Im not normally a fan of Williams but here he puts in a great performance, portraying a character who is both unsettlingly creepy and yet likable and pitiable, and the narrative does an excellent job of portraying his descent into a full-scale breakdown. The contrast between the squeakly clean, hyper-real life Williams lives at the Department store, where he feels purposeful and is liked and respected, and the miserable and desperately lonely life he lives outside of work is particularly well-done, helped along all the while by an ominous and unsettling musical score. Its a very tense film with some very dark moments, in particular the dream-scene in which Williams finds himself standing alone amidst endless rows of empty supermarket shelves, covering his hands with his eyes and emitting a violent, tortured scream as arcs of blood spurt out from in between his fingers.
An engaging and intelligent film, One Hour Photo is well worth a look for fans of forensic thrillers such as Manhunter and Silence of the Lambs.
One Hour Photo is a psychological thriller starring Robin Williams in one of his better roles and was released in 2002.
Williams plays Sy; a lonely, empty but seemingly kind photo developer. The movie begins slowly while the characters are developed and you soon realise that Sy is much more sinister and dangerous than he appears. A frequent customer to him are the Yorkins family to which he grows an unhealthy obsession for. He has dreams of being as happy as the photos he develops and you get to see one in particular which personally I thought should have been deleted as it ruined the tension and mysteriousness that had carefully been built up.
Mark Romanek uses colour to great effect. The clinical white surroundings at work mirror Sy's empty and loveless life. In fact, the only real clue at his serious emotional problems are his revealing and emphatic eyes. In a similar way to Ben Thomas in Seven Pounds; you know there is something wrong and the time before it is revealed is heavily relied upon by the lead.
William's performance is chilling and constantly absorbing. He's never been so real since Good Will Hunting and it was brilliant to see a powerful performance instead of a half funny, half annoying comedy role. One Hour Photo is more original and a must watch film because of this.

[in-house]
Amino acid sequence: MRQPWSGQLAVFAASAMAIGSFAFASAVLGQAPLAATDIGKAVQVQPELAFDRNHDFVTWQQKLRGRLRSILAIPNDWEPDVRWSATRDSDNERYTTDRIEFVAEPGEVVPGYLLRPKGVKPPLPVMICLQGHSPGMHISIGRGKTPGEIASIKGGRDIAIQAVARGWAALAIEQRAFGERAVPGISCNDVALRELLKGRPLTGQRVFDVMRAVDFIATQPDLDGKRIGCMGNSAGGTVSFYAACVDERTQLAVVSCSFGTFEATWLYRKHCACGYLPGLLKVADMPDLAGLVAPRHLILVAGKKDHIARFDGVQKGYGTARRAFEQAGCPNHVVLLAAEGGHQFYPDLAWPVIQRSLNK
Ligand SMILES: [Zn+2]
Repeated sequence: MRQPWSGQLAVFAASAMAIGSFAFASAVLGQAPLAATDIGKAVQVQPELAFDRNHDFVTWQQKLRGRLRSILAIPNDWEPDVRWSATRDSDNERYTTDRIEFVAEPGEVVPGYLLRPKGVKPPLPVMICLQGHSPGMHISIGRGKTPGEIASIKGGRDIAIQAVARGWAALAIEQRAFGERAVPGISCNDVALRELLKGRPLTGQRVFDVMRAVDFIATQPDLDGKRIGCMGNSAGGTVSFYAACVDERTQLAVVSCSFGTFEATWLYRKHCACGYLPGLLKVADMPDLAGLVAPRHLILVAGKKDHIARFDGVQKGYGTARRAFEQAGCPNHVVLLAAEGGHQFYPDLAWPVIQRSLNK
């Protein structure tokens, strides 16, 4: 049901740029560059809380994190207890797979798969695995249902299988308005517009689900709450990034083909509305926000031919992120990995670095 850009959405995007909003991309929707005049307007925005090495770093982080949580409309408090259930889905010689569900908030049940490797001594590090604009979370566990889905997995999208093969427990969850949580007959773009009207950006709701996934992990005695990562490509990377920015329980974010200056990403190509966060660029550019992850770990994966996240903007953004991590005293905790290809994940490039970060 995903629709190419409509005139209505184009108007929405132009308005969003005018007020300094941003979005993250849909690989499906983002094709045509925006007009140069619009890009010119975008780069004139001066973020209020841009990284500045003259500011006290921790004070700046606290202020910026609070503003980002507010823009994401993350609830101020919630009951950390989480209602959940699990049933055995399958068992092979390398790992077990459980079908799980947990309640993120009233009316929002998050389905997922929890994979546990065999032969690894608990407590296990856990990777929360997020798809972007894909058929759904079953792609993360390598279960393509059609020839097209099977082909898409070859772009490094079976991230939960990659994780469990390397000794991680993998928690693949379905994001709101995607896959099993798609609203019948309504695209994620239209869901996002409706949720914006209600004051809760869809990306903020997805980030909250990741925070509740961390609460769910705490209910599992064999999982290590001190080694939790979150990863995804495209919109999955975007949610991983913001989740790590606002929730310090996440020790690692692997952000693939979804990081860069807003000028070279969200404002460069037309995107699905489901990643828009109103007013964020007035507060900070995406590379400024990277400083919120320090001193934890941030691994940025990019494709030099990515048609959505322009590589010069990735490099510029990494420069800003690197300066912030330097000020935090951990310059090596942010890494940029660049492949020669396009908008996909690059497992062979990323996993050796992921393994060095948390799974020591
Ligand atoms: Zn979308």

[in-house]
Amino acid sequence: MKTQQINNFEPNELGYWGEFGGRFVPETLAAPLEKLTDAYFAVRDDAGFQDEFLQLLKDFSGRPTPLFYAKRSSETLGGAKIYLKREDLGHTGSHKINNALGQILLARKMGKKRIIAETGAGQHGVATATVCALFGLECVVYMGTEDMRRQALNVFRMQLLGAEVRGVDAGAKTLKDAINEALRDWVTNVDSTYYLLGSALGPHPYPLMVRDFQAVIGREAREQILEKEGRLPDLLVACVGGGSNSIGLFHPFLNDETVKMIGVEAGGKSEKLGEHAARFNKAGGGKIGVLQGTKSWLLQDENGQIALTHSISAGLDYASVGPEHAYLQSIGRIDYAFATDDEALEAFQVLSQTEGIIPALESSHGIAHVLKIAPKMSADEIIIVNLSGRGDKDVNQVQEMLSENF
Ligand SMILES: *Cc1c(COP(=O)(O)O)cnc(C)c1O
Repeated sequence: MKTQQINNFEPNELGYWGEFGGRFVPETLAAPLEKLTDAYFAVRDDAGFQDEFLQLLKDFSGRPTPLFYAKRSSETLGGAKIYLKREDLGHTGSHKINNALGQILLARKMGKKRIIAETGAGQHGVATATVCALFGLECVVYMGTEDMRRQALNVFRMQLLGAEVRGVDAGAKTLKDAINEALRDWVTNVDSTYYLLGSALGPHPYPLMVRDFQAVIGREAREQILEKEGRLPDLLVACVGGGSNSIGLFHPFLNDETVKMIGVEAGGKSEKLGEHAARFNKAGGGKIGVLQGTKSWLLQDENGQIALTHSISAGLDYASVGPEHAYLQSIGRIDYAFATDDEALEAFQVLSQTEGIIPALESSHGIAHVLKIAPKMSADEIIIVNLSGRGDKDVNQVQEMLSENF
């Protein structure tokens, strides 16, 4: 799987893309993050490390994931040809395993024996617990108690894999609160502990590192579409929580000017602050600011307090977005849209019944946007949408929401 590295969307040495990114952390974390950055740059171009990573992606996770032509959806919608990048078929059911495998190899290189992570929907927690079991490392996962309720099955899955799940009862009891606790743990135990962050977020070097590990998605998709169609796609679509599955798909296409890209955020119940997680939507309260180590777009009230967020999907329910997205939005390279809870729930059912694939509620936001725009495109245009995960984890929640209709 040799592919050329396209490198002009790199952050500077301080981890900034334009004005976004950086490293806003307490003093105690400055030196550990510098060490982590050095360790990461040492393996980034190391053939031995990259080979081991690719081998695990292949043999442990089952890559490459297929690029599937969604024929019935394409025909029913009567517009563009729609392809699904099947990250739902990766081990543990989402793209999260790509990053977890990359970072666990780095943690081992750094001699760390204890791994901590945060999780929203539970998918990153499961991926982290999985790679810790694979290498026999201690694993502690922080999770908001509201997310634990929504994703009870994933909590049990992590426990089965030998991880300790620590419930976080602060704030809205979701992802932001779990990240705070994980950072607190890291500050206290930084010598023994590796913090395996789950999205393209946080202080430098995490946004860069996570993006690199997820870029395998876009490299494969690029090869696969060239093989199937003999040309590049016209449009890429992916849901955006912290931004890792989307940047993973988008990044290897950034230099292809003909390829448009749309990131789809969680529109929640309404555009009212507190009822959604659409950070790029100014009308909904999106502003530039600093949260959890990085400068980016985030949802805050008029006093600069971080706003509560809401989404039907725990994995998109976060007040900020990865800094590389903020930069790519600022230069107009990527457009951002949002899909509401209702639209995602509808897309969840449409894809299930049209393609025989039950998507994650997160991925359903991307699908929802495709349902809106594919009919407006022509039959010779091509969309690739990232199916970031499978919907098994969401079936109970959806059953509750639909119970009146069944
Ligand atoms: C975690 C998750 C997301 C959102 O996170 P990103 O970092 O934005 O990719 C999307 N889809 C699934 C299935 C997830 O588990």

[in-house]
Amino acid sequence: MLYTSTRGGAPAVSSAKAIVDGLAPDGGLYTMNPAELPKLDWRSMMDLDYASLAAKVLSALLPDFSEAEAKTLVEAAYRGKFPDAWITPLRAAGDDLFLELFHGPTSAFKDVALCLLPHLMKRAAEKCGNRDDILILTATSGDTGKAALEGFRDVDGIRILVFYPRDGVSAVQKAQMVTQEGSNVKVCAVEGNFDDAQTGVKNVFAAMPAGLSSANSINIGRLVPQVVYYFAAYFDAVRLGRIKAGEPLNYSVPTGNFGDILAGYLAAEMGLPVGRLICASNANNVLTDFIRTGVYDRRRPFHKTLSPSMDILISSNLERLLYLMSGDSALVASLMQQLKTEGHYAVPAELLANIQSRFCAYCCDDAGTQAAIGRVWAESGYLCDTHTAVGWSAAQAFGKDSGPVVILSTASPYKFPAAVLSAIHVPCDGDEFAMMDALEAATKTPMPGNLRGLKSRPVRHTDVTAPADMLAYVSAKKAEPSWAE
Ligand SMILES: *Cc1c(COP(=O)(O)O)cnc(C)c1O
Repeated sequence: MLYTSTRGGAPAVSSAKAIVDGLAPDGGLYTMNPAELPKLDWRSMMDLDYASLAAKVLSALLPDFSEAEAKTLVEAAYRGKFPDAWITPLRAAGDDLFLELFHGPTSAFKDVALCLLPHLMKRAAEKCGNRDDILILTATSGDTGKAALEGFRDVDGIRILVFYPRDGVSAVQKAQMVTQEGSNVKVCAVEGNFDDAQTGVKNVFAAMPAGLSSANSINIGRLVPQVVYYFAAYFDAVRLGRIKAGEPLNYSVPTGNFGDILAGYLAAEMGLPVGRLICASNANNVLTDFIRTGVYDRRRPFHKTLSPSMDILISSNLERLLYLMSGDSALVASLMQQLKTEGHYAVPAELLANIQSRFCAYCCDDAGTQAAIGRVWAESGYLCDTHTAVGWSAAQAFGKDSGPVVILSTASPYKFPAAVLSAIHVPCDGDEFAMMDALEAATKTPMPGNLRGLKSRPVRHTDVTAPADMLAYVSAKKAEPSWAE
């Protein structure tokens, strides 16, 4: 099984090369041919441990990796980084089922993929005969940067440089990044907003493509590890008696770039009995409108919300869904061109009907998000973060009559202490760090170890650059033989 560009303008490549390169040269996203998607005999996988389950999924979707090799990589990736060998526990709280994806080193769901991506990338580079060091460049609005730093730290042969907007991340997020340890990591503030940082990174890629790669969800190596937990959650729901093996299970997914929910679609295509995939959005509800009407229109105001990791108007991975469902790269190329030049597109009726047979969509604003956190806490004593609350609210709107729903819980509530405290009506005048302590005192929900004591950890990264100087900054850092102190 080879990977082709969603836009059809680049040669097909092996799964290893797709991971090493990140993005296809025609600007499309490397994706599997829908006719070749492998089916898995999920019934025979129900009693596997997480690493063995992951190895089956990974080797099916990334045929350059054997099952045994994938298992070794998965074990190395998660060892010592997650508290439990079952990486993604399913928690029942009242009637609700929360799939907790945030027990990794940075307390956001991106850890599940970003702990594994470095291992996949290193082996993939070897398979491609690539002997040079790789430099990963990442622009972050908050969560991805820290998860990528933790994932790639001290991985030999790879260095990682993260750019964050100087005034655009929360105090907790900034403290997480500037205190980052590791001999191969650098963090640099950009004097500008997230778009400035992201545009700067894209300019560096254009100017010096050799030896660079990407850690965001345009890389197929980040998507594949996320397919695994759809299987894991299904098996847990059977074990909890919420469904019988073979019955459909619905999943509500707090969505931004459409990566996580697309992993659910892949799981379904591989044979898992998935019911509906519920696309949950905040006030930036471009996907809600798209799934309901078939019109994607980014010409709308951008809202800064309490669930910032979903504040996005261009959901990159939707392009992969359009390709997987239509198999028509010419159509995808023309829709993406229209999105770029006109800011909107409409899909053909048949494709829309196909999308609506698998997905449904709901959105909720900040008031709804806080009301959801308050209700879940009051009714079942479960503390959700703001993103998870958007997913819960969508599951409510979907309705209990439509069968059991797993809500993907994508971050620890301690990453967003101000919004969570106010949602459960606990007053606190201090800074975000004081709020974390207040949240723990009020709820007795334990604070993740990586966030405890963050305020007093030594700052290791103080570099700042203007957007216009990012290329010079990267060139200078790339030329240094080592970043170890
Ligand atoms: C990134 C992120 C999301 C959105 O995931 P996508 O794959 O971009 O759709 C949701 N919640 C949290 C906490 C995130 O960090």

Seymour (Robin William) develops photos and becomes obsessed with a family, the Yorkin's, whose lives he follows through the photographs they give him to develop. He seems to live through them as he has no life of his own. However he soon finds a secret about Mr Yorkin that destroys his strange intrusion on their apparently perfect wife and soon becomes a dangerous stalker.
Unexpectedly, this movie isn't full of bloody gore and chainsaws, rather it focuses on the potential danger that Seymour is, and how suddenly a stranger can impose upon and destroy lives.
The movie cleverly depicts that the still life we see portrayed in halls and picture frames is not the truth, and that appearance are simply that.
Seeing Robin Williams in this role made me want to cry, I get that like actors like to play more than one genre but seriously, this just creeped me out.
However, getting past my inability to see him portraying someone other than a loveable character, William is excellent in this role. He presents a man with no future of his own; we see his sadness and pitiable life as something that drives him to a sort of insanity. He is believable as a man who has nothing but rage and terror building up.
One Hour Photo marks Robin Williams' third film running as the bad guy, following on from Insomnia and the straight-to-video (in the UK) Death to Smoochy. It's also his most chilling role to date. Playing "photo guy" Sy Parrish, obsessed by the seemingly perfect family who are his most regular customers, he paints a desperate image of a lonely, fanatical man whose only comfort lies in imagining himself a part of the lives of the wealthy, happy Yorkins family (headed by Connie Nielsen). Devastated by being fired from his job at the processing lab, and making a shocking discovery on his exit, he descends into psychosis. Director and screenwriter Mark Romanek, previously best known for his Nine Inch Nails and Madonna music videos, has made a stylish, distinctive entry into the world of mainstream movies; the film combines an ever-intensifying sense of menace with some unconventional shocks that never descend into clichés. Refreshingly, the film is presented from Parrish's point of view rather than the Yorkins', and it's a real (if disquieting) treat to see Williams ditch his usual bumbling buffoon character and get another meaty role to sink his teeth into. Eschewing the formulas and devices of the standard thriller with bleak effectiveness, One Hour Photo is a far more intelligent proposition than most of its peers--though it may be a disappointment to those expecting visceral thrills. On the DVD: One Hour Photo's beautifully austere photography and skilful use of colour translates excellently to the DVD's anamorphic widescreen format. The stylish menu screens have a photo-processing theme with stills and film footage; the extras comprise an informative and often amusing commentary from Romanek and Williams, a 25-minute Sundance Channel "Anatomy of a Scene" feature, a 12-minute Cinemax featurette, and an in-depth and entertaining half-hour interview with director and star from New York's acclaimed Charlie Rose show. The film is presented in Dolby Digital 5.1 and both movie and commentary are subtitled in English only. --Rikki Price